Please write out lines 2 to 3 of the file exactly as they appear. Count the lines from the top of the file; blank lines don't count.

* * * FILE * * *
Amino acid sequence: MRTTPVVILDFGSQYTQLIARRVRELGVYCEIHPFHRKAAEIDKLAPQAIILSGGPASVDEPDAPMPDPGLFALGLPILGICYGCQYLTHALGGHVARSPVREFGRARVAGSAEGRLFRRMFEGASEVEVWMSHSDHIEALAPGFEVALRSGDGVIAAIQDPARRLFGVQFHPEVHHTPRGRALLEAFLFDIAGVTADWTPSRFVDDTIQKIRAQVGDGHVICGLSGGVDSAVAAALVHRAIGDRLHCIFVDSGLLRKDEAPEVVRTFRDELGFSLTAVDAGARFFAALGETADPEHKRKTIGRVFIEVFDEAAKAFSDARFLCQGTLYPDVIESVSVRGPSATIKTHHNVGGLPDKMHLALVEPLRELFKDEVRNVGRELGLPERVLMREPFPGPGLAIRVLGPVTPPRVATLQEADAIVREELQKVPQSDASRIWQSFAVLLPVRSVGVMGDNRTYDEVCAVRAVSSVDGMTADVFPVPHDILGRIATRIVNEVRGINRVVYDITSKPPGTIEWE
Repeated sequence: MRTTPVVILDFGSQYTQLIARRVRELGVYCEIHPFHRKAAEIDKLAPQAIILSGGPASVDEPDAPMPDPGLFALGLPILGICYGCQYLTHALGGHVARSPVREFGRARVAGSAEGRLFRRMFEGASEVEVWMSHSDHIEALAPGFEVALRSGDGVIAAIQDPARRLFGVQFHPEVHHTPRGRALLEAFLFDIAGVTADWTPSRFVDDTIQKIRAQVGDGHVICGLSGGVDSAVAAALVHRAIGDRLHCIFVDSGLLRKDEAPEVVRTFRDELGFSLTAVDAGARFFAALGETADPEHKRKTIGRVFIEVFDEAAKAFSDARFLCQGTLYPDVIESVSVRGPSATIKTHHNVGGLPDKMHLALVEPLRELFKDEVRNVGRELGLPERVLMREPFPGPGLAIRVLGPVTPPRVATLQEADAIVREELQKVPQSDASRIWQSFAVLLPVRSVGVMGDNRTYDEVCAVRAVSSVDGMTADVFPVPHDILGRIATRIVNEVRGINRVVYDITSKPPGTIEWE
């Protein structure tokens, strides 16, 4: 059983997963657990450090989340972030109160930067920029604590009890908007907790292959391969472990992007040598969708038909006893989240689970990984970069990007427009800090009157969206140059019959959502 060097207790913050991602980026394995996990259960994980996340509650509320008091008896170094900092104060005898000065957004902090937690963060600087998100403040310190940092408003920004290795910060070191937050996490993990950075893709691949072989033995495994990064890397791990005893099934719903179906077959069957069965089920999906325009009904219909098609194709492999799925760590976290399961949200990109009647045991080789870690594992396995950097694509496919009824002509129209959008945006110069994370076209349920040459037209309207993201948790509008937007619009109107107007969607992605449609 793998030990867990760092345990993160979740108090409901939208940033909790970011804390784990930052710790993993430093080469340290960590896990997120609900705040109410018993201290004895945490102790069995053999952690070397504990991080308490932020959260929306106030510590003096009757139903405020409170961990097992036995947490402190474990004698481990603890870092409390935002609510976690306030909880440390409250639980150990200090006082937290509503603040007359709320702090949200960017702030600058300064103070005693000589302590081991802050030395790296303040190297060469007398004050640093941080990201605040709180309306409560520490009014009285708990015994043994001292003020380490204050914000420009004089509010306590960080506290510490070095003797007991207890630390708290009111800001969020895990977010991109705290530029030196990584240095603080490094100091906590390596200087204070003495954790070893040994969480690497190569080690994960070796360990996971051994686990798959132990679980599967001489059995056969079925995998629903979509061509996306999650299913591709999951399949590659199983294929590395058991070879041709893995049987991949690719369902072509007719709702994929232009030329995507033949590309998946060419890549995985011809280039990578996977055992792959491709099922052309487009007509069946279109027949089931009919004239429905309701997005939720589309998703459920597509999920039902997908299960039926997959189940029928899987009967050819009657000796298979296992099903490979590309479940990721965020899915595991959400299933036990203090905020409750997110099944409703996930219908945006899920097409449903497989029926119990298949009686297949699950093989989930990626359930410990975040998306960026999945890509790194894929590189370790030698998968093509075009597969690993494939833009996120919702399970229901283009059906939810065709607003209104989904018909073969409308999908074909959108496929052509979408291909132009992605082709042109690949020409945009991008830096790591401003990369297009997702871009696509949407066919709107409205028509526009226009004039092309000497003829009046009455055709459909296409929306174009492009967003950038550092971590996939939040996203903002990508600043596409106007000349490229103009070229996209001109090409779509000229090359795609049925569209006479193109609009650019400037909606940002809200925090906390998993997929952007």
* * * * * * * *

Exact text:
Repeated sequence: MRTTPVVILDFGSQYTQLIARRVRELGVYCEIHPFHRKAAEIDKLAPQAIILSGGPASVDEPDAPMPDPGLFALGLPILGICYGCQYLTHALGGHVARSPVREFGRARVAGSAEGRLFRRMFEGASEVEVWMSHSDHIEALAPGFEVALRSGDGVIAAIQDPARRLFGVQFHPEVHHTPRGRALLEAFLFDIAGVTADWTPSRFVDDTIQKIRAQVGDGHVICGLSGGVDSAVAAALVHRAIGDRLHCIFVDSGLLRKDEAPEVVRTFRDELGFSLTAVDAGARFFAALGETADPEHKRKTIGRVFIEVFDEAAKAFSDARFLCQGTLYPDVIESVSVRGPSATIKTHHNVGGLPDKMHLALVEPLRELFKDEVRNVGRELGLPERVLMREPFPGPGLAIRVLGPVTPPRVATLQEADAIVREELQKVPQSDASRIWQSFAVLLPVRSVGVMGDNRTYDEVCAVRAVSSVDGMTADVFPVPHDILGRIATRIVNEVRGINRVVYDITSKPPGTIEWE
């Protein structure tokens, strides 16, 4: 059983997963657990450090989340972030109160930067920029604590009890908007907790292959391969472990992007040598969708038909006893989240689970990984970069990007427009800090009157969206140059019959959502 060097207790913050991602980026394995996990259960994980996340509650509320008091008896170094900092104060005898000065957004902090937690963060600087998100403040310190940092408003920004290795910060070191937050996490993990950075893709691949072989033995495994990064890397791990005893099934719903179906077959069957069965089920999906325009009904219909098609194709492999799925760590976290399961949200990109009647045991080789870690594992396995950097694509496919009824002509129209959008945006110069994370076209349920040459037209309207993201948790509008937007619009109107107007969607992605449609 793998030990867990760092345990993160979740108090409901939208940033909790970011804390784990930052710790993993430093080469340290960590896990997120609900705040109410018993201290004895945490102790069995053999952690070397504990991080308490932020959260929306106030510590003096009757139903405020409170961990097992036995947490402190474990004698481990603890870092409390935002609510976690306030909880440390409250639980150990200090006082937290509503603040007359709320702090949200960017702030600058300064103070005693000589302590081991802050030395790296303040190297060469007398004050640093941080990201605040709180309306409560520490009014009285708990015994043994001292003020380490204050914000420009004089509010306590960080506290510490070095003797007991207890630390708290009111800001969020895990977010991109705290530029030196990584240095603080490094100091906590390596200087204070003495954790070893040994969480690497190569080690994960070796360990996971051994686990798959132990679980599967001489059995056969079925995998629903979509061509996306999650299913591709999951399949590659199983294929590395058991070879041709893995049987991949690719369902072509007719709702994929232009030329995507033949590309998946060419890549995985011809280039990578996977055992792959491709099922052309487009007509069946279109027949089931009919004239429905309701997005939720589309998703459920597509999920039902997908299960039926997959189940029928899987009967050819009657000796298979296992099903490979590309479940990721965020899915595991959400299933036990203090905020409750997110099944409703996930219908945006899920097409449903497989029926119990298949009686297949699950093989989930990626359930410990975040998306960026999945890509790194894929590189370790030698998968093509075009597969690993494939833009996120919702399970229901283009059906939810065709607003209104989904018909073969409308999908074909959108496929052509979408291909132009992605082709042109690949020409945009991008830096790591401003990369297009997702871009696509949407066919709107409205028509526009226009004039092309000497003829009046009455055709459909296409929306174009492009967003950038550092971590996939939040996203903002990508600043596409106007000349490229103009070229996209001109090409779509000229090359795609049925569209006479193109609009650019400037909606940002809200925090906390998993997929952007």